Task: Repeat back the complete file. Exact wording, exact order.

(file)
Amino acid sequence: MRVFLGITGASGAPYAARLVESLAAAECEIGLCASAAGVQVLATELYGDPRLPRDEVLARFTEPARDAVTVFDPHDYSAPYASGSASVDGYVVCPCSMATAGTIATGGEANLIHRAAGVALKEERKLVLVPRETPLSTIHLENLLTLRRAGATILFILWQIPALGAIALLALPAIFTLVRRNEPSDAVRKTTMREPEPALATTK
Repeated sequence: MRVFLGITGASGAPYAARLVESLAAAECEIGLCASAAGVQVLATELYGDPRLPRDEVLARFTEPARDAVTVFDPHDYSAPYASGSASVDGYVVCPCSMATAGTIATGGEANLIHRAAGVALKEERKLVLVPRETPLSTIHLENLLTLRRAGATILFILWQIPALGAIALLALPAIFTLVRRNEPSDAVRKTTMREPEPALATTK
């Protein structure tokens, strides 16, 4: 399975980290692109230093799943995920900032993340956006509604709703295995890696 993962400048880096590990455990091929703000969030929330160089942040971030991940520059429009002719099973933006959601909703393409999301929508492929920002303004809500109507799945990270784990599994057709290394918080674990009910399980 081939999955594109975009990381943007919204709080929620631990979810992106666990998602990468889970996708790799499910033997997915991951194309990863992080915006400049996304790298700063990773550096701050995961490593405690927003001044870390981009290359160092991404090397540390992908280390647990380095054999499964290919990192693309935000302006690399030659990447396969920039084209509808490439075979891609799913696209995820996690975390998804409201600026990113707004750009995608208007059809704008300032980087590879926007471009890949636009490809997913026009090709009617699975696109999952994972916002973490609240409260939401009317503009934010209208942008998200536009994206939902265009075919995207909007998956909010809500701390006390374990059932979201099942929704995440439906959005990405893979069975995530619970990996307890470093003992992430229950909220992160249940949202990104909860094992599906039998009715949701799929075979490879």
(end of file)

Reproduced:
Amino acid sequence: MRVFLGITGASGAPYAARLVESLAAAECEIGLCASAAGVQVLATELYGDPRLPRDEVLARFTEPARDAVTVFDPHDYSAPYASGSASVDGYVVCPCSMATAGTIATGGEANLIHRAAGVALKEERKLVLVPRETPLSTIHLENLLTLRRAGATILFILWQIPALGAIALLALPAIFTLVRRNEPSDAVRKTTMREPEPALATTK
Repeated sequence: MRVFLGITGASGAPYAARLVESLAAAECEIGLCASAAGVQVLATELYGDPRLPRDEVLARFTEPARDAVTVFDPHDYSAPYASGSASVDGYVVCPCSMATAGTIATGGEANLIHRAAGVALKEERKLVLVPRETPLSTIHLENLLTLRRAGATILFILWQIPALGAIALLALPAIFTLVRRNEPSDAVRKTTMREPEPALATTK
């Protein structure tokens, strides 16, 4: 399975980290692109230093799943995920900032993340956006509604709703295995890696 993962400048880096590990455990091929703000969030929330160089942040971030991940520059429009002719099973933006959601909703393409999301929508492929920002303004809500109507799945990270784990599994057709290394918080674990009910399980 081939999955594109975009990381943007919204709080929620631990979810992106666990998602990468889970996708790799499910033997997915991951194309990863992080915006400049996304790298700063990773550096701050995961490593405690927003001044870390981009290359160092991404090397540390992908280390647990380095054999499964290919990192693309935000302006690399030659990447396969920039084209509808490439075979891609799913696209995820996690975390998804409201600026990113707004750009995608208007059809704008300032980087590879926007471009890949636009490809997913026009090709009617699975696109999952994972916002973490609240409260939401009317503009934010209208942008998200536009994206939902265009075919995207909007998956909010809500701390006390374990059932979201099942929704995440439906959005990405893979069975995530619970990996307890470093003992992430229950909220992160249940949202990104909860094992599906039998009715949701799929075979490879």